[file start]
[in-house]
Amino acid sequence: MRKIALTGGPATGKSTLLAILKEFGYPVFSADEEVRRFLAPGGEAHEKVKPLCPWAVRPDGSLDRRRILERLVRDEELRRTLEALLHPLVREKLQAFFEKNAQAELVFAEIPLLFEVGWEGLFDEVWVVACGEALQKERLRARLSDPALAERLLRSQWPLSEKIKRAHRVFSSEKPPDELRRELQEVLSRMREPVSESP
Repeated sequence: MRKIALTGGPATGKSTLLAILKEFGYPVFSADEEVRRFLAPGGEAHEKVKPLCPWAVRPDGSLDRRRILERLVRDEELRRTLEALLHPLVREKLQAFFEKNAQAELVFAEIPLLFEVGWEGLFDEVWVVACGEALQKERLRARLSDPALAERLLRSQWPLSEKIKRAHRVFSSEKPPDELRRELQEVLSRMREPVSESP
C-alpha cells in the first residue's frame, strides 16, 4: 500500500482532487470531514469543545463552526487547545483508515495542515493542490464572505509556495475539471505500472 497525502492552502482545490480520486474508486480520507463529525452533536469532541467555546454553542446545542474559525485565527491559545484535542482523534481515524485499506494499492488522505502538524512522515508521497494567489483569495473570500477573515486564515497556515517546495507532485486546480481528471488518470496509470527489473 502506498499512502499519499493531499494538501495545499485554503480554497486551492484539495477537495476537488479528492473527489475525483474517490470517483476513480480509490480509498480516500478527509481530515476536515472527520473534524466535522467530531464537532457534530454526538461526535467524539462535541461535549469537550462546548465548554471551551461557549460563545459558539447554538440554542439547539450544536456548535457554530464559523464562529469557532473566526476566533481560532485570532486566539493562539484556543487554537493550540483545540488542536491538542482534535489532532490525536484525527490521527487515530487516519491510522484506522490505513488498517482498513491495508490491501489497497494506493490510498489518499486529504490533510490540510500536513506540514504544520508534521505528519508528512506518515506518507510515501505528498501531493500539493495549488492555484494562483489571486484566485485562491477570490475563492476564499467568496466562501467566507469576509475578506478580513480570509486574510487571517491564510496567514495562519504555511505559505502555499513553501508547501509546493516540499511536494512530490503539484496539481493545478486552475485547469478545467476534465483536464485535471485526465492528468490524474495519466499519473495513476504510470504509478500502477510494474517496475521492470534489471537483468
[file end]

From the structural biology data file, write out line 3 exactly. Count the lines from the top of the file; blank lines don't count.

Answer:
Repeated sequence: MRKIALTGGPATGKSTLLAILKEFGYPVFSADEEVRRFLAPGGEAHEKVKPLCPWAVRPDGSLDRRRILERLVRDEELRRTLEALLHPLVREKLQAFFEKNAQAELVFAEIPLLFEVGWEGLFDEVWVVACGEALQKERLRARLSDPALAERLLRSQWPLSEKIKRAHRVFSSEKPPDELRRELQEVLSRMREPVSESP